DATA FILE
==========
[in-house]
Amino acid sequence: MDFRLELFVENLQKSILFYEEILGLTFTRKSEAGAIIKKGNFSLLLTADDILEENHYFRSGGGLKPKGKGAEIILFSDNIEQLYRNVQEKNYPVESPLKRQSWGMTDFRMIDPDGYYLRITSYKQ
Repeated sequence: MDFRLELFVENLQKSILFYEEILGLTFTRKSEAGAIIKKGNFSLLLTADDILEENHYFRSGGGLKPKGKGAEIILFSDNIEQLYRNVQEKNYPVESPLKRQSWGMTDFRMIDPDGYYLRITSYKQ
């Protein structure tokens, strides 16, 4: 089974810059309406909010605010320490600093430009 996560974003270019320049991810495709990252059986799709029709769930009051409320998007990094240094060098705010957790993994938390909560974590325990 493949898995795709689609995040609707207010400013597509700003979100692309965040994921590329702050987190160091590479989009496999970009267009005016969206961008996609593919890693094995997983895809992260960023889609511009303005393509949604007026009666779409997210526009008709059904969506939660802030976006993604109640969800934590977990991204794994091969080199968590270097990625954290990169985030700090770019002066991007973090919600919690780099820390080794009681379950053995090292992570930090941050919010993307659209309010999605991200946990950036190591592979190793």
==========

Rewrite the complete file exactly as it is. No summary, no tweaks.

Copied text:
[in-house]
Amino acid sequence: MDFRLELFVENLQKSILFYEEILGLTFTRKSEAGAIIKKGNFSLLLTADDILEENHYFRSGGGLKPKGKGAEIILFSDNIEQLYRNVQEKNYPVESPLKRQSWGMTDFRMIDPDGYYLRITSYKQ
Repeated sequence: MDFRLELFVENLQKSILFYEEILGLTFTRKSEAGAIIKKGNFSLLLTADDILEENHYFRSGGGLKPKGKGAEIILFSDNIEQLYRNVQEKNYPVESPLKRQSWGMTDFRMIDPDGYYLRITSYKQ
């Protein structure tokens, strides 16, 4: 089974810059309406909010605010320490600093430009 996560974003270019320049991810495709990252059986799709029709769930009051409320998007990094240094060098705010957790993994938390909560974590325990 493949898995795709689609995040609707207010400013597509700003979100692309965040994921590329702050987190160091590479989009496999970009267009005016969206961008996609593919890693094995997983895809992260960023889609511009303005393509949604007026009666779409997210526009008709059904969506939660802030976006993604109640969800934590977990991204794994091969080199968590270097990625954290990169985030700090770019002066991007973090919600919690780099820390080794009681379950053995090292992570930090941050919010993307659209309010999605991200946990950036190591592979190793």